ADD/ADHD and Clutter
For people with ADD or ADHD, “internal mental clutter becomes external physical clutter”, says Jane Massengill, LCSW and certified ADHD coach. To prevent the pileup and lessen the stress-inducing effects, here are some tips for people with ADD/ADHD or other brain-based challenges (Chris Iliades, MD everydayhealth.com):
Tips For Canning Clutter
Tackle forgetfulness and procrastination by scheduling your errands and chores. A method that works for each individual is essential. Whether it’s a day planner or a sticky note, if each task is assigned a specific day and time, the likelihood for pileup is less severe.
Finish What You Start
For people with ADD/ADHD, finishing one task before moving on to the next will help battle symptoms of inattention and distractibility. Dr. Iliades uses the example of doing laundry. Because it’s so easy to throw in a load of laundry and forget about it, avoid the desire to start another task in the meantime. Rather, make a note of what needs to be done, and add it to a planner or sticky note.
Practice Smarter Shopping
Because compulsivity is a symptom of adult ADHD, you may find yourself coming home with items you don’t need, adding to the clutter. Remember to always bring a list and a calculator, and keep a running total as you go. Also, if it works for you, bring only cash, that way, it’s impossible to get carried away and go over budget.
Color-code your desk. The disorganization that comes with adult ADD/ADHD can lead to piles of unnecessary papers, lost bills, and misplaced important documents. Color-coded folders or bins can help keep paperwork in order.
In addition to Dr. Iliades tips, organizer Debbie Bowie shares some insight on what she learned about ADD/ADHD in working with Coach Approach, a coaching program for Professional Organizers. She states “people with ADD/ADHD have problems with awareness, engaging in action…and completing action. All those abilities are required for a person to get and stay organized. And, people with ADD/ADHD are also hampered by low self-esteem and negative self-talk that comes from years of not being able to take action.” Understanding these behaviors and accepting them for what they are can make a world of difference when a client, friend or loved one is challenged with ADD/ADHD.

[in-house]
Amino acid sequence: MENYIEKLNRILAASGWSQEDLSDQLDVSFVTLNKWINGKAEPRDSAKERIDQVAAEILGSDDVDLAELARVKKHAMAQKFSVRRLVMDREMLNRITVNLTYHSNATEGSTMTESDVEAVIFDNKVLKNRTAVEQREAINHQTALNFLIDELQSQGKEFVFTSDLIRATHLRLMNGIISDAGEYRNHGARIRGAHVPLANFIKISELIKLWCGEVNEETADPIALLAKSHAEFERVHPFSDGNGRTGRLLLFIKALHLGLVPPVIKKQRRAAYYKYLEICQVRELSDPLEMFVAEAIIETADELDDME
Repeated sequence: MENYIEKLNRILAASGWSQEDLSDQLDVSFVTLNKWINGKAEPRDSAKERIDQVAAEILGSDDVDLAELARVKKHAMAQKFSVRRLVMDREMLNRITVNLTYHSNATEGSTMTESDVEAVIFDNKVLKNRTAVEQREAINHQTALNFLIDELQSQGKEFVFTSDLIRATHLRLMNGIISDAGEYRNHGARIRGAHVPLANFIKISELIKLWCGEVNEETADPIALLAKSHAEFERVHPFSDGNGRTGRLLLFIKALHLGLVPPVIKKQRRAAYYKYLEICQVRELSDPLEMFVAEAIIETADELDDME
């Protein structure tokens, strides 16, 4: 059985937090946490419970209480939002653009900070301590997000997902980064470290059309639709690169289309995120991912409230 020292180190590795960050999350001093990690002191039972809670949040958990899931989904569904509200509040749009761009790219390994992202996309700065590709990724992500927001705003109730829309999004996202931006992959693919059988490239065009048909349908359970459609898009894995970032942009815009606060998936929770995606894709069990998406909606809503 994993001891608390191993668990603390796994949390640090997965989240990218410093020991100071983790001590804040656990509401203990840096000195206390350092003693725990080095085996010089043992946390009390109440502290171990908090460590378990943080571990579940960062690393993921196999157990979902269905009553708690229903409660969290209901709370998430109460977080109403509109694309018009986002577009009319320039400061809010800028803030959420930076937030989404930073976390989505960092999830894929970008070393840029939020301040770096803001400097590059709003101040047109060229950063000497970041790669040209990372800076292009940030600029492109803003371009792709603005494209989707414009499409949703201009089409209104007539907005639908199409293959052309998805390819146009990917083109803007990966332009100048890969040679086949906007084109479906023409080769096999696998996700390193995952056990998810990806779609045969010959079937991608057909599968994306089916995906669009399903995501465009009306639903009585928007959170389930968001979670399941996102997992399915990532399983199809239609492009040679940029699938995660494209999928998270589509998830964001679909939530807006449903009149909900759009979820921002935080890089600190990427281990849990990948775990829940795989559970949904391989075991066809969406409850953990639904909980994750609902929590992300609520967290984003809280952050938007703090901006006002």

Clearing your mind (for anyone) is harder than it sounds, but may be the most important way to keep clutter in your life to a minimum. Massengill says, “When your head starts to feel fuzzy…slow down, take some deep breaths and focus. You need to decide what to keep and what to let go of inside your mind and outside in the world around you. Clutter is physical and mental. Take care of the mental and the physical will follow.”
At Can the Clutter, we help many people with ADD and ADHD get organized and maintain order in daily life. We can design a plan of action that meets your individual needs. You no longer have to feel ashamed or guilty about your struggles with getting organized.